With effect from January 1, 1995 new buildings used in the production of income (i.e. industrial and commercial and rental properties) will receive a 10% wear and tear allowance.


    The cost of land is not depreciable for tax purposes.


    Expenditure on acquiring patent rights, trademarks, and goodwill must be capitalised. Only companies carrying on businesses scheduled in the Income Tax (In Aid of Industry) Act may depreciate such expenditure for tax purposes. Research and development expenditure is deductible in the year in which it is incurred, whatever the type of business, although very substantial expenditures may be written off over a longer period.

    Balancing Allowance or Charge

    If an asset that has qualified for tax wear and tear allowances is sold at a price less than its tax written-down value, a balancing allowance is deductible equal to the deficiency. Tax written-down value is the initial cost of the asset less tax wear and tear allowances, but not investment allowances, previously deducted. Conversely, if disposal proceeds exceed the tax written-down value, the excess (called a balancing charge), up to the amount of the tax depreciation allowances previously deducted, is taxed as part of the profit for the year. Where machinery and equipment is replaced, a balancing charge arising on the sale of the original assets may be deducted from the tax-depreciable cost of the replacement assets instead of being taxed in the year in which it arises. No balancing charge may be deemed to arise on the disposal of an industrial building if it has been used for more than 50 years.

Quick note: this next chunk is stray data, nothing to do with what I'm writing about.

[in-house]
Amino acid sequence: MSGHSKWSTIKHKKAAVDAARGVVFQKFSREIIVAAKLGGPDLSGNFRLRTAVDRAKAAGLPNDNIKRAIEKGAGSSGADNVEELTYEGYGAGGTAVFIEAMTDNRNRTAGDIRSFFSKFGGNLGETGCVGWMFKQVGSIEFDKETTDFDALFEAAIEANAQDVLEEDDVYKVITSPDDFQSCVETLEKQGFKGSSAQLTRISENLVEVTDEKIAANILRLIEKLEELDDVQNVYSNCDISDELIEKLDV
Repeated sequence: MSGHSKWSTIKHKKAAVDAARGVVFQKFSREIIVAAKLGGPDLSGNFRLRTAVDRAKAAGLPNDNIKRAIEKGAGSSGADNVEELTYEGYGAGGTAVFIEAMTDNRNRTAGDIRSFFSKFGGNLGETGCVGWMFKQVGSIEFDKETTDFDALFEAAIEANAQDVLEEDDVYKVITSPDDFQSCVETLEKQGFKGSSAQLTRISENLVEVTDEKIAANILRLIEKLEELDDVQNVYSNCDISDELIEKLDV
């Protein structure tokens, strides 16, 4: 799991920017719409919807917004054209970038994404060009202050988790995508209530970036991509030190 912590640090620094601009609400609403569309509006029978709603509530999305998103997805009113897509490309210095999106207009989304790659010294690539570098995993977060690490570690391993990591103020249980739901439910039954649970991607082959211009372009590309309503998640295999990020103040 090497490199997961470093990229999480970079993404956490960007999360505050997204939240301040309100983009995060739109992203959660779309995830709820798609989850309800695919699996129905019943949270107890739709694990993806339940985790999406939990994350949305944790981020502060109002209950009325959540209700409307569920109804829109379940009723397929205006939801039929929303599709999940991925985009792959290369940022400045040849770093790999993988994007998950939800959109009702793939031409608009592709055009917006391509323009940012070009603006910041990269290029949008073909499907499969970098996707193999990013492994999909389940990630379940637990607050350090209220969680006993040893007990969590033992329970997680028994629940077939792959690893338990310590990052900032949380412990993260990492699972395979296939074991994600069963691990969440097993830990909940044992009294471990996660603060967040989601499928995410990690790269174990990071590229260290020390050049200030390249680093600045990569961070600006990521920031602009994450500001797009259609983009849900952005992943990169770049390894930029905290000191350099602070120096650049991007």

When an asset is transferred between affiliated companies, balancing allowances and charges may be avoided if both companies make an appropriate election (see Groups of Companies).

    With effect from January 1, 1995 assets will be pooled (see machinery and equipment) into categories and will not have to be separated for disposals. There will therefore be no resulting balancing charge or allowances.

    Revaluation of Assets

    A revaluation of fixed assets has no tax consequences. The surplus on revaluation is not taxable, and tax wear and tear allowances continue to be calculated on the basis of original cost, not enhanced asset values.


    Rates (real estate tax) are deductible. Corporation tax and business levy are not deductible, nor are foreign income taxes except to the extent that they exceed the limit for credit relief under the unilateral provisions of a tax treaty.

    Formation and Start-up Costs

    These costs are not tax deductible.

    Interest and Royalties

    No deduction is allowed for interest paid unless the recipient is liable to local tax thereon or specifically exempt under the Income Tax Act or some other law. In the case of interest paid by a company to a non-resident lender, no deduction will be allowed unless the company has accounted for and paid to the Board of Inland Revenue the withholding tax due on such interest, whether at the standard rate or a reduced rate prescribed by a tax treaty.